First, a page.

Rob Manfred

Shameful: MLB quietly votes to allow teams to eliminate non-player pensions

84 Comments

A year ago it was reported that Major League Baseball owners were considering allowing teams to eliminate pensions for non-uniformed employees. When that leaked, Rob Manfred — who is poised to be the next Commissioner — said this:

Either Manfred was out of the loop last year or else he was lying, because Major League Baseball’s owners did just that last month. From Adam Rubin of ESPN:

Major League Baseball owners, despite earning more than $8 billion in revenue in 2013, voted in January to allow individual teams to slash or eliminate pension-plan offerings to their non-uniformed personnel.

The vote, tabled a year earlier when the intention became public, quietly took place Jan. 16 at the quarterly owners meetings in Paradise Valley, Ariz., the same gathering at which instant-replay expansion unanimously was approved.

Manfred is quoted extensively in that story talking about how it’s a perfectly harmless and defensible move. About how employees like not having pensions and would much prefer to fund their retirement with their own money rather than have it as a benefit conferred by their employer.

And the evidence that this is so manifestly good for employees and how competitively beneficial for baseball can be seen in the manner in which Major League Baseball took such public ownership of the vote and the change. The same league that will send out press releases when they change the type of toner cartridges they use somehow didn’t want this getting out, I guess.

I suppose many of you will note that most industries have 401K-style retirements now instead of pensions. Mine does. Yours probably does. Indeed, outside of some government employees, it’s hard to find a straight pension system anywhere these days. To that I say: Baseball is not most industries.

Most industries cut pension plans in the face of extreme competitive pressure in environments in which labor costs subject to the cuts represented huge costs to their bottom lines. In contrast, Baseball is utterly booming, and these cuts are targeted at an astonishingly small number of not-very-well-paid non-uniformed employees who work long hours and do amazing things to let these millionaires and billionaires make the fortunes they make.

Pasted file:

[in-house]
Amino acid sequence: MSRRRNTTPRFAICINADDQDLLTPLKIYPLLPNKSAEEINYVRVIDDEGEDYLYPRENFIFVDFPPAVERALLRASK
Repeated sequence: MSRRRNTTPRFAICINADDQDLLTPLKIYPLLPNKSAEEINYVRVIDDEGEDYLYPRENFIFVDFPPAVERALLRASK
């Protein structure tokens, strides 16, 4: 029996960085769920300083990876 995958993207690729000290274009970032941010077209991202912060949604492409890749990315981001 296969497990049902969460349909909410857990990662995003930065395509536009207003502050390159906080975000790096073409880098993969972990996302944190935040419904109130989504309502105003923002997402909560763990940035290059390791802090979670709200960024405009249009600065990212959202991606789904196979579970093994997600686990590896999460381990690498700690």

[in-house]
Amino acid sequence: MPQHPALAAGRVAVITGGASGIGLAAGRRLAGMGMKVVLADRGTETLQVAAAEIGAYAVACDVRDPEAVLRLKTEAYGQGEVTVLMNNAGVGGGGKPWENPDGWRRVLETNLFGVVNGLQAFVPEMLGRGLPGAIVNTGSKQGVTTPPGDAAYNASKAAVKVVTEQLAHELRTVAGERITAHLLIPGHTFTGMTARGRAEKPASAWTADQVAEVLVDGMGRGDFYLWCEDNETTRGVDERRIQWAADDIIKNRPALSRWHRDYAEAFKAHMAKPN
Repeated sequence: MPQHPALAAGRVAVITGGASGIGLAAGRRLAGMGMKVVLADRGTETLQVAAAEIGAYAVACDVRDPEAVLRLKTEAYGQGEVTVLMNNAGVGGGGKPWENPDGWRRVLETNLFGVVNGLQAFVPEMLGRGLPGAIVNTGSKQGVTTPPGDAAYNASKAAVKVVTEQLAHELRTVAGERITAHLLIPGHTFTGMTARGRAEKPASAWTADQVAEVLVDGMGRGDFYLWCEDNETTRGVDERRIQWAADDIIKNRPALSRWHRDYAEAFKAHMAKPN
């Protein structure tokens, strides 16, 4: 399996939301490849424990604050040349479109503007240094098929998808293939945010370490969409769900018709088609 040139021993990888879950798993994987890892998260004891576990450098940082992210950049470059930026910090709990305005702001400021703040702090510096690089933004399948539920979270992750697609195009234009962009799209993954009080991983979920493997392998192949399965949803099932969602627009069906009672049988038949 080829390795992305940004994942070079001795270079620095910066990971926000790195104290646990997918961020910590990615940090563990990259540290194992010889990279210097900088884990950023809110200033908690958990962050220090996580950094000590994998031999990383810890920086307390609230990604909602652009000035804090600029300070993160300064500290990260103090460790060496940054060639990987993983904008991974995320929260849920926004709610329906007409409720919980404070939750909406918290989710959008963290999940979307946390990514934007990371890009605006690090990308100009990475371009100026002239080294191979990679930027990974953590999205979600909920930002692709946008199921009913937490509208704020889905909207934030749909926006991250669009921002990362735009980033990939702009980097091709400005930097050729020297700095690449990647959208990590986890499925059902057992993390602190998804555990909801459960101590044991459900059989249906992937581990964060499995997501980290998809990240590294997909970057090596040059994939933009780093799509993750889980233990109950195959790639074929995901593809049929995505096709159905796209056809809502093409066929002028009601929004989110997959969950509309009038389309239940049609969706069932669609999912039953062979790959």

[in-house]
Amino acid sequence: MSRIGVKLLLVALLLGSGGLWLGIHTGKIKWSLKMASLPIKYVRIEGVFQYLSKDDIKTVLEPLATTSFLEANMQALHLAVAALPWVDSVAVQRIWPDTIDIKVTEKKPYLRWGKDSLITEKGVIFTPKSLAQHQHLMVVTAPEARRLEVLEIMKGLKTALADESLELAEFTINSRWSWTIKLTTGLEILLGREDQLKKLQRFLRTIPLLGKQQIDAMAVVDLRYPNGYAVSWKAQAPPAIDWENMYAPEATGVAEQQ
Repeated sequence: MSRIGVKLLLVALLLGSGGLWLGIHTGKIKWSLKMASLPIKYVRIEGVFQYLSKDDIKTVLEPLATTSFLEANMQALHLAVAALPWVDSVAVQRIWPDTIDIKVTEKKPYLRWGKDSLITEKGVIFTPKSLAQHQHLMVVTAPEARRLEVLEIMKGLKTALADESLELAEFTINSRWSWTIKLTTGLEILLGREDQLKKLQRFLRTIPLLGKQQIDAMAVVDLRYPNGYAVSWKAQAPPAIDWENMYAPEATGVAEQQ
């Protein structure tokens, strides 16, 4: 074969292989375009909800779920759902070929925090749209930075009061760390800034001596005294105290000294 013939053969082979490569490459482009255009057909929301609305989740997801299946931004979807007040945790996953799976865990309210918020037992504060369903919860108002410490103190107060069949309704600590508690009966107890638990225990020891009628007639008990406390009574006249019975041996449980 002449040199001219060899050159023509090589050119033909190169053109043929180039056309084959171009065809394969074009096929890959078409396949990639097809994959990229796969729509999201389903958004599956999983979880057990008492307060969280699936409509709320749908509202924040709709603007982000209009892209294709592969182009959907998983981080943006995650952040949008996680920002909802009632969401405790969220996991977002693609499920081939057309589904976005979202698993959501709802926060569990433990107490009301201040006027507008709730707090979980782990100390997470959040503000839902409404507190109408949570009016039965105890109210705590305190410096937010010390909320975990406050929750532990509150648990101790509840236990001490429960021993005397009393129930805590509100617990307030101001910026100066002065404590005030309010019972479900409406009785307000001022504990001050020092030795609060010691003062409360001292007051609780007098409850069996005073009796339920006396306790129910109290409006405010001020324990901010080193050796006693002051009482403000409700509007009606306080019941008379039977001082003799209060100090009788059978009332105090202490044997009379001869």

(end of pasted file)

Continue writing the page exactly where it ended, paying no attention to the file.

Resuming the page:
Major League Baseball is totally within its rights to make this change. And, in doing so, they are conforming to trends in other industries. But just because they can and desire to do so doesn’t mean it’s right to do so. Indeed, to target the secretaries, scouts, ticket sellers and promotional staff for cost-cutting is simply shameful.

Bronson Arroyo is throwing side-arm now

Washington Nationals pitcher Bronson Arroyo catches a pop fly during a drill at a spring training baseball workout, Saturday, Feb. 20, 2016, in Viera, Fla. (AP Photo/John Raoux)
AP Photo/John Raoux
Leave a comment

Nationals pitcher Bronson Arroyo has partial tears of tendons in his rotator cuff in his right shoulder. Considering he’s 39 years old, no one would fault him if he decided to call it quits. But he has one more idea, MASN’s Mark Zuckerman reports: Arroyo is going to throw side-arm, or at least three-quarters.

“It hurts when he gets on top [of the baseball],” manager Dusty Baker said. He continued, “So we’re taking our time. And if not, if nothing else, he’s a good guy to have in your organization.”